Understanding and controlling nanomaterial structure, chemistry, and defects represents a synthetic and characterization challenge. Metal-organic frameworks (MOFs) have recently been explored as unconventional precursors from which to prepare nanomaterials. Here we use in situ X-ray pair distribution function analysis to probe the mechanism through which MOFs transform into nanomaterials during pyrolysis. By comparing a series of bimetallic MOFs with trimeric node different compositions (Fe3, Fe2Co, and Fe2Ni) linked by carboxylate ligands in a PCN-250 lattice, we demonstrate that the resulting nanoparticle structure, chemistry, and defect concentration depend on the node chemistry of the original MOF. These results suggest that the preorganized structure and chemistry of the MOF offer new potential control over the nanomaterial synthesis under mild reaction conditions. In the case of Fe2Ni-PCN-250, selective extraction of one Ni ion from each node without collapsing the framework (i.e., node-ligand connectivity) leaves a metal-deficient MOF state that may provide a new route to post-synthetically tune the chemistry the MOF and subsequent nanomaterials.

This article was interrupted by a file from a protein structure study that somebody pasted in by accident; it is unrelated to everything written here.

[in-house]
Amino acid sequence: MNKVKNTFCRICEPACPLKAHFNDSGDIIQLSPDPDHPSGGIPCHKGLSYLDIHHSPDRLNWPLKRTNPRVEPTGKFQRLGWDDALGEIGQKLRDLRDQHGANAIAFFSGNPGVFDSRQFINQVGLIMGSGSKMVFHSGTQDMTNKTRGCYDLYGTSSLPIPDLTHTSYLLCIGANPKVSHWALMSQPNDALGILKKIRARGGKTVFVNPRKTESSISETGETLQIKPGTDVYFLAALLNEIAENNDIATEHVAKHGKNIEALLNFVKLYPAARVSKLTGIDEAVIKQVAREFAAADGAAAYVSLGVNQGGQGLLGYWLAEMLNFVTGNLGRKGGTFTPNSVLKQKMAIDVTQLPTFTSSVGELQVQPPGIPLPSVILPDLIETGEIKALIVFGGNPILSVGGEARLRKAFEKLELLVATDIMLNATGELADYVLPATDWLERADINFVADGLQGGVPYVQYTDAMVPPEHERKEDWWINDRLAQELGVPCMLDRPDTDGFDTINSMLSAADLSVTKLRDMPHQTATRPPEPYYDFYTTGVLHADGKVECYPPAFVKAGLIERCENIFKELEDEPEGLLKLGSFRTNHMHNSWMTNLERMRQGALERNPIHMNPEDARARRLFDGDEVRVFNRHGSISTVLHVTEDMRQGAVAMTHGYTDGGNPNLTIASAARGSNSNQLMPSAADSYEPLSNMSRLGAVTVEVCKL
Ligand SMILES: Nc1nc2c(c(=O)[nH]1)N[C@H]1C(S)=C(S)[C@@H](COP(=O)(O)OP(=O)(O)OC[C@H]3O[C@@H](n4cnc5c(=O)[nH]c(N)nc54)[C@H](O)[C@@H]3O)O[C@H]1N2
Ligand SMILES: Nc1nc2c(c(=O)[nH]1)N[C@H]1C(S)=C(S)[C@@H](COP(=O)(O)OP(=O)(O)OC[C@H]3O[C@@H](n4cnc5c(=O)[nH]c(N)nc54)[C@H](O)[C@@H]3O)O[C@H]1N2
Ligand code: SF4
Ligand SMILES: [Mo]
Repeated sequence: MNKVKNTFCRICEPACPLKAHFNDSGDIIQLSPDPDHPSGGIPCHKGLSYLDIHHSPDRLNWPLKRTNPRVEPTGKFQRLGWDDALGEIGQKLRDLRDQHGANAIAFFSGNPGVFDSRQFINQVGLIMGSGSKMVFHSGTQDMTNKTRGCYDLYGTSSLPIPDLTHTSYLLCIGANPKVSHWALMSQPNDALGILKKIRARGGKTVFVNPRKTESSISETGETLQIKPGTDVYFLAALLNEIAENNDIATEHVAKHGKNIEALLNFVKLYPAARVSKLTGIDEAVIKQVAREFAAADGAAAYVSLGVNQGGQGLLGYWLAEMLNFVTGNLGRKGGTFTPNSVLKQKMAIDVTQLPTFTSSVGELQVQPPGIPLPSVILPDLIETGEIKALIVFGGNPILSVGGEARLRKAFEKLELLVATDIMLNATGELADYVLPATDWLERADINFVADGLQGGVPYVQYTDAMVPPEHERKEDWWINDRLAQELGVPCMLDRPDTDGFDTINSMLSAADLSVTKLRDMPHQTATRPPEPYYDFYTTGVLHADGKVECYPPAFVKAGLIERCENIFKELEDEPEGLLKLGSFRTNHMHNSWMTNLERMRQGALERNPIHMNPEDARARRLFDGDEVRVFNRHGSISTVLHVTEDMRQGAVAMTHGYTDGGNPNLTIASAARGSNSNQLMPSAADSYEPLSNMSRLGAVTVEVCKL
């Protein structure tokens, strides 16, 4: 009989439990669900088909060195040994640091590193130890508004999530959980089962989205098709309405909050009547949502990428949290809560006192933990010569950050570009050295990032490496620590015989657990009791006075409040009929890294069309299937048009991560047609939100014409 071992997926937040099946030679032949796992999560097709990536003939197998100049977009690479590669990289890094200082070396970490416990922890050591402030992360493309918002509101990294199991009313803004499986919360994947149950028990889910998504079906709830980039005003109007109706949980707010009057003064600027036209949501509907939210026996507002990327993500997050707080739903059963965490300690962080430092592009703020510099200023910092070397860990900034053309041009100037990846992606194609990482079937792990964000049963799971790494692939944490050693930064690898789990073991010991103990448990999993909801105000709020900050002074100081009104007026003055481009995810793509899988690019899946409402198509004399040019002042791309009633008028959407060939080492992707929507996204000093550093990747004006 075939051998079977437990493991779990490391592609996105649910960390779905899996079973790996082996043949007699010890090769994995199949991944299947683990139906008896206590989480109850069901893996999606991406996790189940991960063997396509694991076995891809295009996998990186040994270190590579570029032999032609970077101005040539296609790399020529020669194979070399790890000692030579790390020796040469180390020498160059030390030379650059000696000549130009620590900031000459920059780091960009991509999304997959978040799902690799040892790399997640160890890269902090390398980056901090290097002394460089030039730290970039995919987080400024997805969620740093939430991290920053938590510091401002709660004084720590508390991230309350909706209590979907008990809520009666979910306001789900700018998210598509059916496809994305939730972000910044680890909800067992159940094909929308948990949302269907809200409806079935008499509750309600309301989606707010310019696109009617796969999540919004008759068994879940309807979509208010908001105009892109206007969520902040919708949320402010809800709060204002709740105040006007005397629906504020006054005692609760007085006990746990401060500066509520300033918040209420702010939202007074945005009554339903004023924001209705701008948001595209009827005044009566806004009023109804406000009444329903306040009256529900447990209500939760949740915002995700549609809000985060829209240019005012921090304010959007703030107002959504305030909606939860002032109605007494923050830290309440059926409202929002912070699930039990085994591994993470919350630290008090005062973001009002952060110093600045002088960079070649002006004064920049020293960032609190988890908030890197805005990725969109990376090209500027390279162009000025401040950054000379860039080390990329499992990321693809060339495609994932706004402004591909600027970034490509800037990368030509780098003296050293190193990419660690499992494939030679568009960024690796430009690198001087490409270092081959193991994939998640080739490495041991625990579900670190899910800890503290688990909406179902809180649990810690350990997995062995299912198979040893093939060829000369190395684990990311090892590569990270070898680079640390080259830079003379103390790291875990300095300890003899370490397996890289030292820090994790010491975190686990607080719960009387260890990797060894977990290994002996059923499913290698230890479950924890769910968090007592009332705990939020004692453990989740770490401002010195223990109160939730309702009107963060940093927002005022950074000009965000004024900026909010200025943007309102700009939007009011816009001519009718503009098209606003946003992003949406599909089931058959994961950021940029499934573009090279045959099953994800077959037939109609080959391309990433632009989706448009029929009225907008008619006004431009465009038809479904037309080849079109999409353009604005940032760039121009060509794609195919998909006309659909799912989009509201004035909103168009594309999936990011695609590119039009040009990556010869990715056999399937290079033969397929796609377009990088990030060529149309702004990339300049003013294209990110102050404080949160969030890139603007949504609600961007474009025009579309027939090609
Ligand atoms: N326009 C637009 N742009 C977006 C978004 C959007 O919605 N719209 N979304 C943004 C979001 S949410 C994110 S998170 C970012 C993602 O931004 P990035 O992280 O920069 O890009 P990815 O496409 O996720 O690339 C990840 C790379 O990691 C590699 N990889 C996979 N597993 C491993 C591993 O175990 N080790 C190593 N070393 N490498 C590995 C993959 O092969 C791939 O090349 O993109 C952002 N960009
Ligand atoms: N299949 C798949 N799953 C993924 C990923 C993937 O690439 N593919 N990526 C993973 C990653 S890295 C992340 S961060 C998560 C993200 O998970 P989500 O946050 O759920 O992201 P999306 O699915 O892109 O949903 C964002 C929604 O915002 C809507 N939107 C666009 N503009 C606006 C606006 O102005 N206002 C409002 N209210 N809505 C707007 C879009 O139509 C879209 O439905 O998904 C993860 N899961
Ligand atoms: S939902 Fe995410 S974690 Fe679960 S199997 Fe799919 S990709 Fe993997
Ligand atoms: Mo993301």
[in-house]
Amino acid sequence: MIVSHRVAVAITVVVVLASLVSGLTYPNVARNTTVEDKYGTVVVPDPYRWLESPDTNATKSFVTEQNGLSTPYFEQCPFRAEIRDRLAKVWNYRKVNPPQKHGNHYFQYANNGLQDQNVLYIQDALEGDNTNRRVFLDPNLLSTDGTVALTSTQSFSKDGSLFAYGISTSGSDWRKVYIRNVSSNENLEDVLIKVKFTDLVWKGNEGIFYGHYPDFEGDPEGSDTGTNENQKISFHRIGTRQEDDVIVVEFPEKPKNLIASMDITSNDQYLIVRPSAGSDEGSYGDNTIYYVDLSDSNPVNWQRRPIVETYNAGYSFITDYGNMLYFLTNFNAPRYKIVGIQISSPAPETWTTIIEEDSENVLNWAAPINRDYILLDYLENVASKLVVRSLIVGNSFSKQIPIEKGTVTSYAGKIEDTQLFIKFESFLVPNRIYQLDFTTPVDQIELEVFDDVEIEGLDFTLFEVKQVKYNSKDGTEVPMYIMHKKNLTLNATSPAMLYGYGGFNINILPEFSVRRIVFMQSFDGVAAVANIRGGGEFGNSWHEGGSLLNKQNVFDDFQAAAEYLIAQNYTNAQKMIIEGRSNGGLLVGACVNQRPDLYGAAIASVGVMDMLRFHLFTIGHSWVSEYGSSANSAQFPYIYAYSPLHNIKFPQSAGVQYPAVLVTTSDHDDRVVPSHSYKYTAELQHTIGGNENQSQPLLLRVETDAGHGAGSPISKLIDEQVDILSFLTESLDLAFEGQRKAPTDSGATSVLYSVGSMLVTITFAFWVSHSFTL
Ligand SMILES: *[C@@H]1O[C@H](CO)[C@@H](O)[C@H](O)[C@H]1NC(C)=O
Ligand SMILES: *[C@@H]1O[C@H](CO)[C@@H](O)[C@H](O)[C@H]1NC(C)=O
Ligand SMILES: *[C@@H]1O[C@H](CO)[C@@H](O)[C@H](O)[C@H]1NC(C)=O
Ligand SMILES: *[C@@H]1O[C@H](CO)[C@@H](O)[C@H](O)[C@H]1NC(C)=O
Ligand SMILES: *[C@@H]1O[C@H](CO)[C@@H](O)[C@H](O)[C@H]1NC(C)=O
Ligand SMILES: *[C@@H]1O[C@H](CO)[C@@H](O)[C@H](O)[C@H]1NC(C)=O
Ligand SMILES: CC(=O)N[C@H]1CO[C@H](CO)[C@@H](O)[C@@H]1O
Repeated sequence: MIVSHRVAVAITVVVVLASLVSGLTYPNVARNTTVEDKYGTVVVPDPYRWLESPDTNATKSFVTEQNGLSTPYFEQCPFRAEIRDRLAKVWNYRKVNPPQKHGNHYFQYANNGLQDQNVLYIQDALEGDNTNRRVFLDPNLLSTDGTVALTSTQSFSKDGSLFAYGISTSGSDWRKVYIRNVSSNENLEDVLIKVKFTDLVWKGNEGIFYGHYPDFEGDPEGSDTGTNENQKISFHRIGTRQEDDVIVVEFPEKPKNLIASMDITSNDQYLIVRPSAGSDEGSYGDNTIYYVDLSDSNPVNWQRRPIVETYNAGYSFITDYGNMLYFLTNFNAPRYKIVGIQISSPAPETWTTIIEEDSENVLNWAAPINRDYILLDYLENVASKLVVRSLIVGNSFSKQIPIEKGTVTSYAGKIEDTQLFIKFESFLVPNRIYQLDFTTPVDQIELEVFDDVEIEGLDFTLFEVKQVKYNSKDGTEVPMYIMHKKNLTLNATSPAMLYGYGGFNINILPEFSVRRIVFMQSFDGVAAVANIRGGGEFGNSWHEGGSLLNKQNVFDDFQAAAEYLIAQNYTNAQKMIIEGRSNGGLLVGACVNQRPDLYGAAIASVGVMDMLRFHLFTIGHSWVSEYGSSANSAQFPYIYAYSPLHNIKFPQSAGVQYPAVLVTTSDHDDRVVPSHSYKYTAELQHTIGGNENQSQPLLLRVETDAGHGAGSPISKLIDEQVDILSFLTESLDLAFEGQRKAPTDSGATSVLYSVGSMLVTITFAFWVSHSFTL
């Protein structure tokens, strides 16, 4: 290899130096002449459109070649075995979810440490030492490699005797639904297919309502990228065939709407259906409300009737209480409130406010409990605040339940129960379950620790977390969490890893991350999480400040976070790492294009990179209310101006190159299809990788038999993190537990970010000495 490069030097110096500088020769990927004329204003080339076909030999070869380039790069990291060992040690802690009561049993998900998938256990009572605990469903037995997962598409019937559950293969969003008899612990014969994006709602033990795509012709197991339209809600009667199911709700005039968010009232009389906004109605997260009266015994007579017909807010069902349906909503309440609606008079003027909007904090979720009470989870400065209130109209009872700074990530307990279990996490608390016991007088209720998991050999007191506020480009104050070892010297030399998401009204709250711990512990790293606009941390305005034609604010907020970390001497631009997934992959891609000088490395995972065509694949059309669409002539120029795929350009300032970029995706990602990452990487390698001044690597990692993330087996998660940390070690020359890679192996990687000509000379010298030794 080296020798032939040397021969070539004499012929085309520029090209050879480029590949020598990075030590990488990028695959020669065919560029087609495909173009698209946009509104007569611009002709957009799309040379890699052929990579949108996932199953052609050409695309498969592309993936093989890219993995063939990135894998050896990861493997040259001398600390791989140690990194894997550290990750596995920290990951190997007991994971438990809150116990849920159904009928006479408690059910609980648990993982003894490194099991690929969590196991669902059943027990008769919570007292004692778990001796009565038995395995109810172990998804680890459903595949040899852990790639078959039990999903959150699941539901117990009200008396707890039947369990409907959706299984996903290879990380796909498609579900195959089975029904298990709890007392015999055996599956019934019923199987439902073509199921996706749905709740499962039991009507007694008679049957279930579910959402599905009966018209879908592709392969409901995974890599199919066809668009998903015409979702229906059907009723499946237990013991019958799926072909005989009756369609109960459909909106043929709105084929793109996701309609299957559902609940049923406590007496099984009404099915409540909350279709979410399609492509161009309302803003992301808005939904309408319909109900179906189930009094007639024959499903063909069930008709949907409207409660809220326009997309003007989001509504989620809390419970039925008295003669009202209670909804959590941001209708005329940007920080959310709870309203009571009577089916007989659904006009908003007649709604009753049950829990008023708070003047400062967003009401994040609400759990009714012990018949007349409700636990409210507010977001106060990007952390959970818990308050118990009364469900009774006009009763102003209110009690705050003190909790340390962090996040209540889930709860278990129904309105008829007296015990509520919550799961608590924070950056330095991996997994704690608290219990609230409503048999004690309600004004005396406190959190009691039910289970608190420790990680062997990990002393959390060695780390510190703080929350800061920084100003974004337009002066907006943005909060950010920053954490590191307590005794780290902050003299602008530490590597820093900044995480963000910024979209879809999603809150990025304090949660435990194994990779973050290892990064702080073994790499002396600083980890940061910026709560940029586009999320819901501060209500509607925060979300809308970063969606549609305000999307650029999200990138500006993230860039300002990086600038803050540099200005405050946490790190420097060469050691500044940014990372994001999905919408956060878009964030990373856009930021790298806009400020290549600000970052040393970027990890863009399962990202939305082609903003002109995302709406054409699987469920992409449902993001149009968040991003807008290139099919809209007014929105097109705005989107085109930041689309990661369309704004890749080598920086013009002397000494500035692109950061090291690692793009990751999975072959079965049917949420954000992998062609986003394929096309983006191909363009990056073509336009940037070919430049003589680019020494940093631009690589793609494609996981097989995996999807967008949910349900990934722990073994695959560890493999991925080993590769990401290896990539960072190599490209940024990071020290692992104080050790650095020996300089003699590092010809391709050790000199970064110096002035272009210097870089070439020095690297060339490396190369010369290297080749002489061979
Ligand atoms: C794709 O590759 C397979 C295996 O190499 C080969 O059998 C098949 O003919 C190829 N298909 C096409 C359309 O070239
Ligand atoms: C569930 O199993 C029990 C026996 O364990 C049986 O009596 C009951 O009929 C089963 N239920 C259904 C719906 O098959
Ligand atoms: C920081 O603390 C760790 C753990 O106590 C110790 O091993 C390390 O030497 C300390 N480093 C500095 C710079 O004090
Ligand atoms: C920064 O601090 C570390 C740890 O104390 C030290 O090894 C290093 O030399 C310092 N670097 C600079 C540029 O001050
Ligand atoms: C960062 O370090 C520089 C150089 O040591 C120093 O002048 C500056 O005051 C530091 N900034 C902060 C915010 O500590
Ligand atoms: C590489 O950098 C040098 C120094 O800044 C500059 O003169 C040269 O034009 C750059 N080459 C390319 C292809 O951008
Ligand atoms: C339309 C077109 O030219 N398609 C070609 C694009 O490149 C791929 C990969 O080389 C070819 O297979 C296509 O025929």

ASJC Scopus subject areas
- Colloid and Surface Chemistry